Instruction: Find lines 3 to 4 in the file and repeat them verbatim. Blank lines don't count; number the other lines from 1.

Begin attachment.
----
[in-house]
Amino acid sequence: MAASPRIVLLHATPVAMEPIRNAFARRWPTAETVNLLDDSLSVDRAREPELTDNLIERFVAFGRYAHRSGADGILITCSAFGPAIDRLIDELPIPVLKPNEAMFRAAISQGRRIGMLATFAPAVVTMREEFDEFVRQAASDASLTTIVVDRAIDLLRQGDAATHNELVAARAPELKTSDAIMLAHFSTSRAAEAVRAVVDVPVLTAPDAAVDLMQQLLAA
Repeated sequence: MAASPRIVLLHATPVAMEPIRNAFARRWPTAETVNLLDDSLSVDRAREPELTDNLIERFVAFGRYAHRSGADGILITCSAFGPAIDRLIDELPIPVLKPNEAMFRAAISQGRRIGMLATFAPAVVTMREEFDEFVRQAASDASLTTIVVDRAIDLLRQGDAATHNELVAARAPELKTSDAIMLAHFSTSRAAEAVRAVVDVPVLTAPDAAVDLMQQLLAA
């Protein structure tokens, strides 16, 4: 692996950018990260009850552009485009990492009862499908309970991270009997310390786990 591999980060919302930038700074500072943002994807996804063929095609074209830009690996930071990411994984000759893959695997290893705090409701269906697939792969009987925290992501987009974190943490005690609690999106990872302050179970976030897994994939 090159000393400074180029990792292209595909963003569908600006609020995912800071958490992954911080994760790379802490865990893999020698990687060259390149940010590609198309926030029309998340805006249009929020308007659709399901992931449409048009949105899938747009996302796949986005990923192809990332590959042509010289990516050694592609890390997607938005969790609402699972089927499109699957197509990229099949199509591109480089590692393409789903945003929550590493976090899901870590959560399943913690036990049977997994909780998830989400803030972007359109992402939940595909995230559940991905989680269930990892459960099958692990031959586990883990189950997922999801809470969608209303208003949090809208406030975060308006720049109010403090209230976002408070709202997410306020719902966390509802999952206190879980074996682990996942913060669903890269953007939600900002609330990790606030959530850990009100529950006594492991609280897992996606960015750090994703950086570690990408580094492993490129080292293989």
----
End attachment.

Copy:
Repeated sequence: MAASPRIVLLHATPVAMEPIRNAFARRWPTAETVNLLDDSLSVDRAREPELTDNLIERFVAFGRYAHRSGADGILITCSAFGPAIDRLIDELPIPVLKPNEAMFRAAISQGRRIGMLATFAPAVVTMREEFDEFVRQAASDASLTTIVVDRAIDLLRQGDAATHNELVAARAPELKTSDAIMLAHFSTSRAAEAVRAVVDVPVLTAPDAAVDLMQQLLAA
């Protein structure tokens, strides 16, 4: 692996950018990260009850552009485009990492009862499908309970991270009997310390786990 591999980060919302930038700074500072943002994807996804063929095609074209830009690996930071990411994984000759893959695997290893705090409701269906697939792969009987925290992501987009974190943490005690609690999106990872302050179970976030897994994939 090159000393400074180029990792292209595909963003569908600006609020995912800071958490992954911080994760790379802490865990893999020698990687060259390149940010590609198309926030029309998340805006249009929020308007659709399901992931449409048009949105899938747009996302796949986005990923192809990332590959042509010289990516050694592609890390997607938005969790609402699972089927499109699957197509990229099949199509591109480089590692393409789903945003929550590493976090899901870590959560399943913690036990049977997994909780998830989400803030972007359109992402939940595909995230559940991905989680269930990892459960099958692990031959586990883990189950997922999801809470969608209303208003949090809208406030975060308006720049109010403090209230976002408070709202997410306020719902966390509802999952206190879980074996682990996942913060669903890269953007939600900002609330990790606030959530850990009100529950006594492991609280897992996606960015750090994703950086570690990408580094492993490129080292293989």